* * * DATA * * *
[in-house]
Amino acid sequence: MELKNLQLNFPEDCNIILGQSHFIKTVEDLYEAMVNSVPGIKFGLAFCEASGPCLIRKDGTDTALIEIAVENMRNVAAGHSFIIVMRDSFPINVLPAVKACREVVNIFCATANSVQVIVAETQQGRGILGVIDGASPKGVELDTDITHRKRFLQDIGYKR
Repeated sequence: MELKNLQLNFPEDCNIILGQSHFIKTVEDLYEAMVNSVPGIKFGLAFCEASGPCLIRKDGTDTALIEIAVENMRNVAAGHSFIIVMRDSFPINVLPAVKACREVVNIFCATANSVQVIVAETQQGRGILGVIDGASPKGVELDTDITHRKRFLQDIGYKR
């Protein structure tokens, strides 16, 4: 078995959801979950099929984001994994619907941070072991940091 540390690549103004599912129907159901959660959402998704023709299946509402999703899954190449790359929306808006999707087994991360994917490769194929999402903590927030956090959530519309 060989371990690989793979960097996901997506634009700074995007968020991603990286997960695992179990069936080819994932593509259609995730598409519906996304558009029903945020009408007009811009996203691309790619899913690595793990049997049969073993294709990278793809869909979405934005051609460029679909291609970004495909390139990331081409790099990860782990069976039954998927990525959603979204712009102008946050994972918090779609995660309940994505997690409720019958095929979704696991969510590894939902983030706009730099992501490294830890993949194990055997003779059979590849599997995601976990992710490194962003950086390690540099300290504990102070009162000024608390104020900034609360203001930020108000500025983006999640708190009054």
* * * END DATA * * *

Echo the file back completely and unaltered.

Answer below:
[in-house]
Amino acid sequence: MELKNLQLNFPEDCNIILGQSHFIKTVEDLYEAMVNSVPGIKFGLAFCEASGPCLIRKDGTDTALIEIAVENMRNVAAGHSFIIVMRDSFPINVLPAVKACREVVNIFCATANSVQVIVAETQQGRGILGVIDGASPKGVELDTDITHRKRFLQDIGYKR
Repeated sequence: MELKNLQLNFPEDCNIILGQSHFIKTVEDLYEAMVNSVPGIKFGLAFCEASGPCLIRKDGTDTALIEIAVENMRNVAAGHSFIIVMRDSFPINVLPAVKACREVVNIFCATANSVQVIVAETQQGRGILGVIDGASPKGVELDTDITHRKRFLQDIGYKR
């Protein structure tokens, strides 16, 4: 078995959801979950099929984001994994619907941070072991940091 540390690549103004599912129907159901959660959402998704023709299946509402999703899954190449790359929306808006999707087994991360994917490769194929999402903590927030956090959530519309 060989371990690989793979960097996901997506634009700074995007968020991603990286997960695992179990069936080819994932593509259609995730598409519906996304558009029903945020009408007009811009996203691309790619899913690595793990049997049969073993294709990278793809869909979405934005051609460029679909291609970004495909390139990331081409790099990860782990069976039954998927990525959603979204712009102008946050994972918090779609995660309940994505997690409720019958095929979704696991969510590894939902983030706009730099992501490294830890993949194990055997003779059979590849599997995601976990992710490194962003950086390690540099300290504990102070009162000024608390104020900034609360203001930020108000500025983006999640708190009054």